Title: Watashi ni Tenshi ga Maiorita!
Length: 12 x 24 minute episodes
Genre: Slice of Life, Comedy, Romance
Year of release: 2019
Let’s just get this out of the way quickly: WATATEN deals with college-aged otaku-seamstress Miyako and her obsession with the 10 year old Hana’s cuteness. The series is at war with itself over what degree this is – does she simply want this cute girl to wear her cosplays, or is she getting off on it? Does she just find her cute, or is it genuine romantic attraction? With the occasional spark of romanticism to the framing, it uncomfortably leans towards the latter. But, despite what the premise might suggest, this is only actually a small part of what the series spends its time developing. Is it worth overcoming this difficult hurdle?
At its heart, WATATEN is another in a long line of cute-girls anime that creates wholesome and heartwarming, but mostly insignificant, snippets of life. In more recent years, these have been increasingly using a gimmicks of settings or character traits to distinguish themselves from the rest. While you might be inclined to think the adult lusting for a child is the prime distinguishing factor, the identity of WATATEN is actually crafted around the difference between children and adults, and the series can be a riot when focusing on its kids and their antics. The line between all-too-knowing and immature blends together to make some hilarious and fun depictions of children annoying adults and each other.
While Miyako’s sister, Hinata, can veer overly on the annoying side with her exaggerated sis-con trait, it’s Noa who really steals the spotlight for most of the series. Her entire foundation for joining the cast involves blackmailing Miyako when she knows that she cosplays in secret, and even beyond that, her constant spunk never grew old. Hana, too, fits brilliantly into the straight-man comic routine, deadpan-style putting Miyako down at almost every opportunity to bat away the romanticism more than accept it.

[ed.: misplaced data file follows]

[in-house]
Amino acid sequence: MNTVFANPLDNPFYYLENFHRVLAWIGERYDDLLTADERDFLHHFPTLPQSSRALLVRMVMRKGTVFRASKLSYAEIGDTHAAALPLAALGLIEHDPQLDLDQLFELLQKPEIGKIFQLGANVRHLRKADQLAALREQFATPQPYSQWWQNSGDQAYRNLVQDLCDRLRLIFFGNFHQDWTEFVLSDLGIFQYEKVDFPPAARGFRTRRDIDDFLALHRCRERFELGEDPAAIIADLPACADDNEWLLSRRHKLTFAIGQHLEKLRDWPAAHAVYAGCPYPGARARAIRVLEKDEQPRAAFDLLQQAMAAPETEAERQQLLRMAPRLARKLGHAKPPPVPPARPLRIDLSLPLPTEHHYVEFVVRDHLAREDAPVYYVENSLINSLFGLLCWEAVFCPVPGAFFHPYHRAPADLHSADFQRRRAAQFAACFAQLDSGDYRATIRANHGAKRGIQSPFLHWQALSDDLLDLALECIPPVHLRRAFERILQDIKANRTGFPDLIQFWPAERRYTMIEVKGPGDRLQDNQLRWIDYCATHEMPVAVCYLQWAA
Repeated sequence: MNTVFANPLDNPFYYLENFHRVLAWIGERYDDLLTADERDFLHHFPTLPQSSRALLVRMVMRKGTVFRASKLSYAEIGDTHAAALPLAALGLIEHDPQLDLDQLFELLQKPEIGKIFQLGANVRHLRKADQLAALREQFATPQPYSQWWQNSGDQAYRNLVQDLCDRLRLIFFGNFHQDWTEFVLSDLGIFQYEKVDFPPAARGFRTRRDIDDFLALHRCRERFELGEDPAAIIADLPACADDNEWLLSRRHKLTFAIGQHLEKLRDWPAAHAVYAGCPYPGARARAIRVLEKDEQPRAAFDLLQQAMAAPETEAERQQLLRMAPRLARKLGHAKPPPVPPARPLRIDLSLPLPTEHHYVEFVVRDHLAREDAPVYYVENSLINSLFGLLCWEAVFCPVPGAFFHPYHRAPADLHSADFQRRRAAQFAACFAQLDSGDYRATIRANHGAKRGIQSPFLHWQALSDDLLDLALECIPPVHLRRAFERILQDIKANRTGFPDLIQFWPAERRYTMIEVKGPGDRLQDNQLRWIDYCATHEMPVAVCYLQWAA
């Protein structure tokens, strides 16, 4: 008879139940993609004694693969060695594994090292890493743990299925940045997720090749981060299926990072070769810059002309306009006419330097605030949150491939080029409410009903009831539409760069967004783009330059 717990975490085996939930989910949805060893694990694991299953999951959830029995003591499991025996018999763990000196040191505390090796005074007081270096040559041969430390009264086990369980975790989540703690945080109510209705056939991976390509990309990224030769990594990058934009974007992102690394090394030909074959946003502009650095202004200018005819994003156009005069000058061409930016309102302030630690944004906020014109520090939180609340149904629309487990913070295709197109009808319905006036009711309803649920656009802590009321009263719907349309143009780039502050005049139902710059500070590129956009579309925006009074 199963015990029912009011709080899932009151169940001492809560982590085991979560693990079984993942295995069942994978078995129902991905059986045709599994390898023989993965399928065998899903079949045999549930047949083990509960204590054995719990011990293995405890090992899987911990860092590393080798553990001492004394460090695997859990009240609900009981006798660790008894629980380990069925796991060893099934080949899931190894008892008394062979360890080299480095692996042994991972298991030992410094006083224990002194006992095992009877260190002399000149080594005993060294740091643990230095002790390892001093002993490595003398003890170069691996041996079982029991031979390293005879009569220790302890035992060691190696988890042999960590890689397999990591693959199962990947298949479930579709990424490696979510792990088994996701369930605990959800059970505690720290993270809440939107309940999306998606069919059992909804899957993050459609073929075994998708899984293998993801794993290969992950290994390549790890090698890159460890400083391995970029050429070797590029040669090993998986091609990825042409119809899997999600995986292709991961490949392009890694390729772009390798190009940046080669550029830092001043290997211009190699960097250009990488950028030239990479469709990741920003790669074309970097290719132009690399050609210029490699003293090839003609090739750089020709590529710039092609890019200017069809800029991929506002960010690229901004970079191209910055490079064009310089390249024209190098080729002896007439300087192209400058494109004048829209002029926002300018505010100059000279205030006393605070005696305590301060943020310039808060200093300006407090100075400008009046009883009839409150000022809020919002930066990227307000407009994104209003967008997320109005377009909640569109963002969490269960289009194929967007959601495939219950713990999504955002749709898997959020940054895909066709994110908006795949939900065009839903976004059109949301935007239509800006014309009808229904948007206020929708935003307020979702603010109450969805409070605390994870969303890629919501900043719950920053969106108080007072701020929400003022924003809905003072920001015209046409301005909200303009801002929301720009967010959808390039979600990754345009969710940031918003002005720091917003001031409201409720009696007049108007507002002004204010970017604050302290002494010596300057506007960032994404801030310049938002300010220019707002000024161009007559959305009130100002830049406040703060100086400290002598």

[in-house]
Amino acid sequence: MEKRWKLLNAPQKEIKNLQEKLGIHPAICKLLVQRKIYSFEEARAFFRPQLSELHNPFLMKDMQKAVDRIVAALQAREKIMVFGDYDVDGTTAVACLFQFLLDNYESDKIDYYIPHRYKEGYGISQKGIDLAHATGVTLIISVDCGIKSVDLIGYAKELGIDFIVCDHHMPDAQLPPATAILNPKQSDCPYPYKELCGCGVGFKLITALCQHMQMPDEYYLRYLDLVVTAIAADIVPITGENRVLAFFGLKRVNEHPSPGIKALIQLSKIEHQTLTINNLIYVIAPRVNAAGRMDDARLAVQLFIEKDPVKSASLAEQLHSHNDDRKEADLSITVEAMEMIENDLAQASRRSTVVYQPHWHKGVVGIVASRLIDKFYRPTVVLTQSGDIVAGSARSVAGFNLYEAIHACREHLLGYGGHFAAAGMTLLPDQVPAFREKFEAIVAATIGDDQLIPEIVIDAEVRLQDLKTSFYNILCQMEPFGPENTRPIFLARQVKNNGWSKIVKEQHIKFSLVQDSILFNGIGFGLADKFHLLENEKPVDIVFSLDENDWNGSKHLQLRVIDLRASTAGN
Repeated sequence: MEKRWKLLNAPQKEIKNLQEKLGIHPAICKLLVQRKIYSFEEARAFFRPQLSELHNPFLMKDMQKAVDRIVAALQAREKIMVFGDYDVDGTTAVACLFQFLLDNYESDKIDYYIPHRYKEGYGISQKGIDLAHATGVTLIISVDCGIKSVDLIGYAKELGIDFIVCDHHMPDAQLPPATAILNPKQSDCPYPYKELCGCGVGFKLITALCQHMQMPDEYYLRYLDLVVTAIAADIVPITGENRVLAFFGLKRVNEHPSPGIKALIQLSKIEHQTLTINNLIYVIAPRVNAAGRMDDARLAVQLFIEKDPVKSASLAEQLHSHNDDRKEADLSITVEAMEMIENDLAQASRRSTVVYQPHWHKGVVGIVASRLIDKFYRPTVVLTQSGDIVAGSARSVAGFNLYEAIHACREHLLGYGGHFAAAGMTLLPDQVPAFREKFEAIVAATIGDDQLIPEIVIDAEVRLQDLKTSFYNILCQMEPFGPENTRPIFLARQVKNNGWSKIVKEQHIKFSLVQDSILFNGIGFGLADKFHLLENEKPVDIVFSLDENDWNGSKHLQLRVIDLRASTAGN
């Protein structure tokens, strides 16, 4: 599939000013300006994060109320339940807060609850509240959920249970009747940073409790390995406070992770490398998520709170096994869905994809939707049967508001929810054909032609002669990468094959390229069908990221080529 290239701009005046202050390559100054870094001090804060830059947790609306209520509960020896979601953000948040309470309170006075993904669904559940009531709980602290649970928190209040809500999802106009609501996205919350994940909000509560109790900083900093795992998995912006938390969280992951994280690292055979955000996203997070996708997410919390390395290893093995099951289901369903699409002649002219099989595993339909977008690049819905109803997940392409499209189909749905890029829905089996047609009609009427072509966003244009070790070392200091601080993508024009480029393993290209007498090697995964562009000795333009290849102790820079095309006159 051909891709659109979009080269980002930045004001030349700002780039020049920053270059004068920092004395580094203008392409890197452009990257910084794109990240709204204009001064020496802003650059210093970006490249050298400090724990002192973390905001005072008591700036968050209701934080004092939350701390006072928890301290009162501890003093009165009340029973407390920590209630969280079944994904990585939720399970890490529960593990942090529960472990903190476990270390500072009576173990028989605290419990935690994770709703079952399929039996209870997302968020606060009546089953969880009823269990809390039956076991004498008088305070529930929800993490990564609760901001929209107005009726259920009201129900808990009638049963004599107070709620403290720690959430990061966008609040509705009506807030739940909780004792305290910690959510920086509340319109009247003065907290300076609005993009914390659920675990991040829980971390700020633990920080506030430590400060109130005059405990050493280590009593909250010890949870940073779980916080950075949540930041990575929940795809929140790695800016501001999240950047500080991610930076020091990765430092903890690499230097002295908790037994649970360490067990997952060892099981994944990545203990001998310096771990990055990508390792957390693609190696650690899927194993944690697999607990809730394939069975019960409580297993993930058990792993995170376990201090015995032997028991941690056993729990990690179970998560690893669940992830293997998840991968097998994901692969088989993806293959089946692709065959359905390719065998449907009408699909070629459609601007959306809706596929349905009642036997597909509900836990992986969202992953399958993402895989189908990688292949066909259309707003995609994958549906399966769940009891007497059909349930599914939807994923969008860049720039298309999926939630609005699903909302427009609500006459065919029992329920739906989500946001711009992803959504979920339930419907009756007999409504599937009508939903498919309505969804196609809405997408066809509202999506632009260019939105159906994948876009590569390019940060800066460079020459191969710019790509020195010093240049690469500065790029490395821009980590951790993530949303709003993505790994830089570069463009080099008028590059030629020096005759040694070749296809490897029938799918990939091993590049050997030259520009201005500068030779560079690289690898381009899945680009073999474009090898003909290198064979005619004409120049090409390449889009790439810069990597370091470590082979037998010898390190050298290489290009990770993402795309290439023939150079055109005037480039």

For all the difficulties she gives to the premise, Miyako can actually be quite relatable as an isolated college student with anxiety. Shop assistants are a pain, and, no matter how old you are, they can be scary; making friends just gets harder as you grow older; our hobbies and interests can be embarrassing. There’s even some rather touching discussion of Miyako’s personal negativity towards her body, whereby the entire rest of the cast constantly positively affirms that she can quite easily be pretty if she gets out of her slacks and stops hiding behind her hair. Miyako, when not turning into a blubbering mess of hormones, is a blubbering mess of anxiety and is well depicted in that role in the larger cast’s supportive net.
Which is why it’s so annoying that the romantic framing is so overwhelming. At a certain point in the series, it can become quite easy to forget that she has a potential romantic attraction – that is, until the storyboarding seems to value a certain kind of body language and a certain kind of distance that is hard to see as platonic feelings from Miyako to Hana. In general, it is the framing that most sells WATATEN as a romance. But, I’m on the fence of whether I should call that a strength or a weakness of the series, because it really does use its tools to create an impressive showing: WATATEN’s animation is creative and inspired. One such scene involved the children playing a board game with Miyako, and they were represented in other-worldly styles as the pieces of the board. Moreover, the play is animated into another world and many other sequences have rapidity and closeness to its characters that should feel like a blessing. There is a high level of craft here, indeed, which is why it can be frustrating.
It’s very difficult for me to give a simple verdict on WATATEN. If you already feel disgust at the lolicon premise, then this series won’t win you over, but if you’re on the fence, its delightful slice-of-life chops just might be something you can at least enjoy.